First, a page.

Talking Point is back for 2023! Each month, we will be sharing a discussion piece written by a member of the maritime industry who can offer a unique or interesting perspective on an aspect of seafarers’ welfare. You can join the conversation on our social media channels – Facebook, LinkedIn and Twitter.
We are delighted to introduce our first guest author of the year during Neurodiversity Celebration Week. In this piece, NeurodiversAtSea.org founder Daniel Smith highlights why neurodivergent seafarers are valuable to the maritime industry and discusses how everyone, not just companies, can create a supportive environment for all.
Daniel Smith is an Autistic Seafarer and advocate for neurodivergence. Currently working as a Mate on harbour tugs with a background in the offshore and dredging sectors, they are the founder, chairperson and a trustee of NeurodiversAtSea.org, a charitable organisation which champions the benefits of neurodivergence to the maritime industry.
Seafarers are an unusual bunch. We come from completely different backgrounds, with completely different skillsets and specialities. Trained, devoted, and often considered to be the cog in the global machine, we pride ourselves on being open, inclusive, friendly, and accepting of everyone no matter their differences... Or do we?
Neurodiversity is one of those words that has seemingly taken the world by storm as of late, going from an obscure word that was known only by a select few to a buzzword that’s all over the media – a little like one of those secret societies that everyone is told not to talk about, but end up talking about anyway.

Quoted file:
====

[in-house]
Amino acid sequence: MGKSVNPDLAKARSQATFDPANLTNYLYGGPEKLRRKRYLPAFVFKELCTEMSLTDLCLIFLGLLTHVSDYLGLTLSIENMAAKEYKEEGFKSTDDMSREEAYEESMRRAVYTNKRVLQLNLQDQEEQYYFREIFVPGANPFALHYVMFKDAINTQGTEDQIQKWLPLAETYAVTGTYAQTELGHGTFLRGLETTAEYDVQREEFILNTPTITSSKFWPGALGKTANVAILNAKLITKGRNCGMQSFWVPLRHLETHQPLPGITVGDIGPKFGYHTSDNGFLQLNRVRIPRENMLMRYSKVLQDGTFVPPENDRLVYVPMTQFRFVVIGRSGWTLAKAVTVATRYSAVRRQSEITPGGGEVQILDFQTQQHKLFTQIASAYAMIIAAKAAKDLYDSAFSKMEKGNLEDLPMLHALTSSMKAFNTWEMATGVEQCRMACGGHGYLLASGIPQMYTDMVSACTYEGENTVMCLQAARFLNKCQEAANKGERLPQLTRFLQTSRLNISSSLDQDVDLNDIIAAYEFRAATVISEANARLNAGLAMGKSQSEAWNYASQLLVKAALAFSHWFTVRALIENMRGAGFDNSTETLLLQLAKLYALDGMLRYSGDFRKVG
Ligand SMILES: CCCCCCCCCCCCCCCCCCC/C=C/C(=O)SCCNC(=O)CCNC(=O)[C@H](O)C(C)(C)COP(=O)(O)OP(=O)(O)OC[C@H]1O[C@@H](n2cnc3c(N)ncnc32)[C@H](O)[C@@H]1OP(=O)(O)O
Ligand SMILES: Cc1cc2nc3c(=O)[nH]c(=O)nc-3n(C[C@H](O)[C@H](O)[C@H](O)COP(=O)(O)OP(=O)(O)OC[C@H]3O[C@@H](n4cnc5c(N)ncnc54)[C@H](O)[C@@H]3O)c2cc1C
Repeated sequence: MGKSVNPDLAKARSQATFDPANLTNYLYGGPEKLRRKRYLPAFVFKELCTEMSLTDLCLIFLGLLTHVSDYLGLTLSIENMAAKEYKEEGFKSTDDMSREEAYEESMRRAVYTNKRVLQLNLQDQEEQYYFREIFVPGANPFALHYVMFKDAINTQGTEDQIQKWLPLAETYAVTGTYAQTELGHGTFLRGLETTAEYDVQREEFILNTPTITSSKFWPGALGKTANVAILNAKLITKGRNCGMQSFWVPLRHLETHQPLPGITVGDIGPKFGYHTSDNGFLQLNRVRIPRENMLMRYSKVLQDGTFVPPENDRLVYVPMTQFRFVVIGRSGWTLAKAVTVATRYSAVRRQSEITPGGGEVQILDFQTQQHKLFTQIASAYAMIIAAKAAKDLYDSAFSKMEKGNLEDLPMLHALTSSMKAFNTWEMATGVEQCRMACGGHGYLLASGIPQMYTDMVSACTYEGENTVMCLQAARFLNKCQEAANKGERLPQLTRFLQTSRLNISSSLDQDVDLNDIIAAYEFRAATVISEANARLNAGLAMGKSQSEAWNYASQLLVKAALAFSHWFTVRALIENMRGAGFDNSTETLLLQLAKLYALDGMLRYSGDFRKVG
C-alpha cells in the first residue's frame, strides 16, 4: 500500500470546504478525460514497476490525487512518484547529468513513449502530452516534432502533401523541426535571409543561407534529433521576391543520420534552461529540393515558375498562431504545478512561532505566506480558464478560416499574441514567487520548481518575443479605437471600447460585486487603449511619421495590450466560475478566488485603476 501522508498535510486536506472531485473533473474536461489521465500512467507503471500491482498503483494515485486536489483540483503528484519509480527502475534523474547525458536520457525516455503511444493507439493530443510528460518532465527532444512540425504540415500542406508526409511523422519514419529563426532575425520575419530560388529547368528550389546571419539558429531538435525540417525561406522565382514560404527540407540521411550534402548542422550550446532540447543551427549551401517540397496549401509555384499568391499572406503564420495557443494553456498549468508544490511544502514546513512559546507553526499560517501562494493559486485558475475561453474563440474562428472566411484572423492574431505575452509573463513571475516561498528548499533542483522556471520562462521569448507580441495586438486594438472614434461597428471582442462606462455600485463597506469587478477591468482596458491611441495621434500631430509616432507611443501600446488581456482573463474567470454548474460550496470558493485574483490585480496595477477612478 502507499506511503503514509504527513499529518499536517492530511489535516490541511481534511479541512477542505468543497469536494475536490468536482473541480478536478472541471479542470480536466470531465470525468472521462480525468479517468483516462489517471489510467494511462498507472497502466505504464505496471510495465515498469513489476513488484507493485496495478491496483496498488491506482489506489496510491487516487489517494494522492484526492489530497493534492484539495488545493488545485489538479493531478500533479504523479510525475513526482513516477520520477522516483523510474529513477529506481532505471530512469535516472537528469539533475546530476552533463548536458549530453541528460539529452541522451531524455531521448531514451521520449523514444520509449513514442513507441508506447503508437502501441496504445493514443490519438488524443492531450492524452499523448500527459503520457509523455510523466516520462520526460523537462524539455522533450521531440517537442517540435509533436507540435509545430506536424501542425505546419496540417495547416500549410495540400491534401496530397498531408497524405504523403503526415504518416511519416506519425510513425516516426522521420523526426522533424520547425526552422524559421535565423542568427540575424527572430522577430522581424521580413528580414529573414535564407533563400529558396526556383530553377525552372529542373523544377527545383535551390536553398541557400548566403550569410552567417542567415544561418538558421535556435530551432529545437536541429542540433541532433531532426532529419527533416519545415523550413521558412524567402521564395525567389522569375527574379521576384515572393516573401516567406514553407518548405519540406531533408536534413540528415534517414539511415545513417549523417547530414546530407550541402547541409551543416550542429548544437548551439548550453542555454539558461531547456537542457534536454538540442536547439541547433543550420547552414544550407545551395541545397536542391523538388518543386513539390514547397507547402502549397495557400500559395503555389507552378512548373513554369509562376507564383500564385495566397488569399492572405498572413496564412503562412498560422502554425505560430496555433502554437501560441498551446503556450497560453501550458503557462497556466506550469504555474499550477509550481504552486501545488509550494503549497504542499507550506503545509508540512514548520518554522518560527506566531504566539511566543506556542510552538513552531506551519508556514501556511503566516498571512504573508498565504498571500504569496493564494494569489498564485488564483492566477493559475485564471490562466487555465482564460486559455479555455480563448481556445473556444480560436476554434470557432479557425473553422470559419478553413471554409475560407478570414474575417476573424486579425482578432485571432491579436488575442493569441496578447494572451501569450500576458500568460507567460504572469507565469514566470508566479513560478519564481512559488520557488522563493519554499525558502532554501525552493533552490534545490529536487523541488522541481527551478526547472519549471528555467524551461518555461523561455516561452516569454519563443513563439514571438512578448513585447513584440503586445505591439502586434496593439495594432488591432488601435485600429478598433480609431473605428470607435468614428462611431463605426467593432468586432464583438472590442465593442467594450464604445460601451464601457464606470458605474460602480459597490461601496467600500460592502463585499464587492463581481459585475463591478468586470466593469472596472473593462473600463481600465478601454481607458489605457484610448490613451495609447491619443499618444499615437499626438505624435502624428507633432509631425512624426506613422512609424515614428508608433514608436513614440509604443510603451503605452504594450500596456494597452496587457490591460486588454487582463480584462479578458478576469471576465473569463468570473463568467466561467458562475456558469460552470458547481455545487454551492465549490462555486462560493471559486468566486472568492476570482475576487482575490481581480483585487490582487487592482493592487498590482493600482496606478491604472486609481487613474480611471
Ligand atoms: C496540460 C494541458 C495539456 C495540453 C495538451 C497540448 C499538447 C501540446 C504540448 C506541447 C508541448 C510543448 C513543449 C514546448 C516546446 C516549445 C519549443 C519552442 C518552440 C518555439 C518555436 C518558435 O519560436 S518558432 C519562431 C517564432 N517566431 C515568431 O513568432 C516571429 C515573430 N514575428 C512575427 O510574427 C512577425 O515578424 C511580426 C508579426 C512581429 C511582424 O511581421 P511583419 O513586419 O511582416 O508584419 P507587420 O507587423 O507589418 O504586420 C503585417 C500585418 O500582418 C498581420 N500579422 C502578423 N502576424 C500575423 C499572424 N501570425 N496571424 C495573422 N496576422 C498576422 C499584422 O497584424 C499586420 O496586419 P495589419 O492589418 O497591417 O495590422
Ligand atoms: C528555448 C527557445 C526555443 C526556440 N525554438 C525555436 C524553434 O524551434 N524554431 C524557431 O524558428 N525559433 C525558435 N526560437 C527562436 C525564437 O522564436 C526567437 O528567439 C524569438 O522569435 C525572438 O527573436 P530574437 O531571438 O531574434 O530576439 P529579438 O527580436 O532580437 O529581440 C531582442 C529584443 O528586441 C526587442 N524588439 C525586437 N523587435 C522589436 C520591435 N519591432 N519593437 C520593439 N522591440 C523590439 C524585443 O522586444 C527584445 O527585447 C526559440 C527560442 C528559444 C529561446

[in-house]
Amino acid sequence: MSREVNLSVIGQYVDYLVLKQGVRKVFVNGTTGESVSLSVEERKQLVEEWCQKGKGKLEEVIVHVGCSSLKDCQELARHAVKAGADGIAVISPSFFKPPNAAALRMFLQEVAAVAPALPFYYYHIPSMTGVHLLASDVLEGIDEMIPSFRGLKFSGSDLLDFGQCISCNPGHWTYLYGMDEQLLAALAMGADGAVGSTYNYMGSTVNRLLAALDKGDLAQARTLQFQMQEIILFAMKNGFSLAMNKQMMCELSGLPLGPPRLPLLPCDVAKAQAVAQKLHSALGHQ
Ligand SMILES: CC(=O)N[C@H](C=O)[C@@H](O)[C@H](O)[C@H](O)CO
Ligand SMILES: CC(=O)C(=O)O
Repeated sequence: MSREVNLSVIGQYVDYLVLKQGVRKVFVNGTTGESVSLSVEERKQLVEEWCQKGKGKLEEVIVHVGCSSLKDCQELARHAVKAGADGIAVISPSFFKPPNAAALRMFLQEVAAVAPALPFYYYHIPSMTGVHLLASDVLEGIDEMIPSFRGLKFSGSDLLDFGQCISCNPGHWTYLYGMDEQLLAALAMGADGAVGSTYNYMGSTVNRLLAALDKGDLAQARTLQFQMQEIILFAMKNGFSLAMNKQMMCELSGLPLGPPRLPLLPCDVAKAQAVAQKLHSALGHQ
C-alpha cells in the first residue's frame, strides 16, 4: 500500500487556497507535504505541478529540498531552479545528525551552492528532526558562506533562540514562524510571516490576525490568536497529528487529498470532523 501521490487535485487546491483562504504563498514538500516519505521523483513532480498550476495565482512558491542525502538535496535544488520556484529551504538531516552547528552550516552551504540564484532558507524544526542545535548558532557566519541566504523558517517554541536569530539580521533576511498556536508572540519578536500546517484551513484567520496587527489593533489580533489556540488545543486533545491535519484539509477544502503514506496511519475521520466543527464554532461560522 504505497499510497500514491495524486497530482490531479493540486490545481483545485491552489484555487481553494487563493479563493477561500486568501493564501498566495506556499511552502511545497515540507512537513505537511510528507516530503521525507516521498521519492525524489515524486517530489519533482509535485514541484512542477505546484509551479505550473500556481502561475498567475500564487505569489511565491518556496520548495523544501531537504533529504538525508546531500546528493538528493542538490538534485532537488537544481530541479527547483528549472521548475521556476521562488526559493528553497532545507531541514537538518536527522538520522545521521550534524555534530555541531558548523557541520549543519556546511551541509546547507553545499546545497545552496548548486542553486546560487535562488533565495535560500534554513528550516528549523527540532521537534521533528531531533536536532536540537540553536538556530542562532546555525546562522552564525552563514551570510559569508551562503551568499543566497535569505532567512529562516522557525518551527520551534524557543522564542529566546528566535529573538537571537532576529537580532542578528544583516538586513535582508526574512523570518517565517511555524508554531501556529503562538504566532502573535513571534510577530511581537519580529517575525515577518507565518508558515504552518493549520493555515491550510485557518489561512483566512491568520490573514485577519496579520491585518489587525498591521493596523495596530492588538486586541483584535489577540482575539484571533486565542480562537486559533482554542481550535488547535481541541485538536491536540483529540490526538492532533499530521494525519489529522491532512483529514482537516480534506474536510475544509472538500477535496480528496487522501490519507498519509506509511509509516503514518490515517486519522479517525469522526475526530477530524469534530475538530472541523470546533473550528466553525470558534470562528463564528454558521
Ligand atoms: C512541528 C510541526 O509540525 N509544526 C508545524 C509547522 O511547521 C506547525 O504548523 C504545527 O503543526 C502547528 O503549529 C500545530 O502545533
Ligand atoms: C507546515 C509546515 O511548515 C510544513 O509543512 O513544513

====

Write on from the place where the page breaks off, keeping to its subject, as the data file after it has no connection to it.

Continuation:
Like most buzzwords, it’s unfortunately often misunderstood, although in reality it’s a really simple thing – the difference in how we all interact with and process the world around us. In reality though, we split everyone into one of two groups: those who are neurotypical, and those who are neurodivergent.
If someone interacts with the world around them in the way society expects, and thinks how the rest of society thinks, they are what’s called ‘neurotypical’.
However, if someone thinks differently, or interacts with the world differently because their brain is wired differently, they are ‘neurodivergent’. This includes:
- ADHDers (attention deficit hyperactivity disorder)
- Dyslexics (trouble with reading or writing)
- Dyspraxics (trouble with large movements like using a knife and fork)
- Dyscalculics (trouble with maths)
- Dysgraphics (Trouble with small movements, especially handwriting)
Why ‘autistics’ instead of ‘someone with autism’, etc.? This is because of a change to something called ‘identity first’ language – where we as a society acknowledge that the condition isn’t something that can be changed, cured or removed, but is instead a key part of that person’s identity, which should be respected.